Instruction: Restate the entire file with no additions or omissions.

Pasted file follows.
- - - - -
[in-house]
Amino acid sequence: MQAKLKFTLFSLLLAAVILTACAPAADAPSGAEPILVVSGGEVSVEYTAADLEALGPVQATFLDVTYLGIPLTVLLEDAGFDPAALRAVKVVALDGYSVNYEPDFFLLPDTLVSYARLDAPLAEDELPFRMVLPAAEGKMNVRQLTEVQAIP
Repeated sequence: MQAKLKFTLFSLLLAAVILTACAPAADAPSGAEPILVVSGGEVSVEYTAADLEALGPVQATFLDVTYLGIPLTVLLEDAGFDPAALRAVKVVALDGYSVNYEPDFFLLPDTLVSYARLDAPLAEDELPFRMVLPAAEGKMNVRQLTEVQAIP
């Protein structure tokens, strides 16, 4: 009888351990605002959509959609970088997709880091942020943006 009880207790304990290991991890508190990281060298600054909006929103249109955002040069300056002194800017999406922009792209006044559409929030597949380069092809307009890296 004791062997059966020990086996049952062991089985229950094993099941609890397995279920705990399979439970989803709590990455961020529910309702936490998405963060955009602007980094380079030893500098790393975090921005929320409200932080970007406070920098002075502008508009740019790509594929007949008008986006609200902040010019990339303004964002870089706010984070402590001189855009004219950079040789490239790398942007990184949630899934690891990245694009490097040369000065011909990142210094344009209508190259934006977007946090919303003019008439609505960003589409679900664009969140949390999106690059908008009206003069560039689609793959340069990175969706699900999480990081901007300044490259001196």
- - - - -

[in-house]
Amino acid sequence: MQAKLKFTLFSLLLAAVILTACAPAADAPSGAEPILVVSGGEVSVEYTAADLEALGPVQATFLDVTYLGIPLTVLLEDAGFDPAALRAVKVVALDGYSVNYEPDFFLLPDTLVSYARLDAPLAEDELPFRMVLPAAEGKMNVRQLTEVQAIP
Repeated sequence: MQAKLKFTLFSLLLAAVILTACAPAADAPSGAEPILVVSGGEVSVEYTAADLEALGPVQATFLDVTYLGIPLTVLLEDAGFDPAALRAVKVVALDGYSVNYEPDFFLLPDTLVSYARLDAPLAEDELPFRMVLPAAEGKMNVRQLTEVQAIP
């Protein structure tokens, strides 16, 4: 009888351990605002959509959609970088997709880091942020943006 009880207790304990290991991890508190990281060298600054909006929103249109955002040069300056002194800017999406922009792209006044559409929030597949380069092809307009890296 004791062997059966020990086996049952062991089985229950094993099941609890397995279920705990399979439970989803709590990455961020529910309702936490998405963060955009602007980094380079030893500098790393975090921005929320409200932080970007406070920098002075502008508009740019790509594929007949008008986006609200902040010019990339303004964002870089706010984070402590001189855009004219950079040789490239790398942007990184949630899934690891990245694009490097040369000065011909990142210094344009209508190259934006977007946090919303003019008439609505960003589409679900664009969140949390999106690059908008009206003069560039689609793959340069990175969706699900999480990081901007300044490259001196």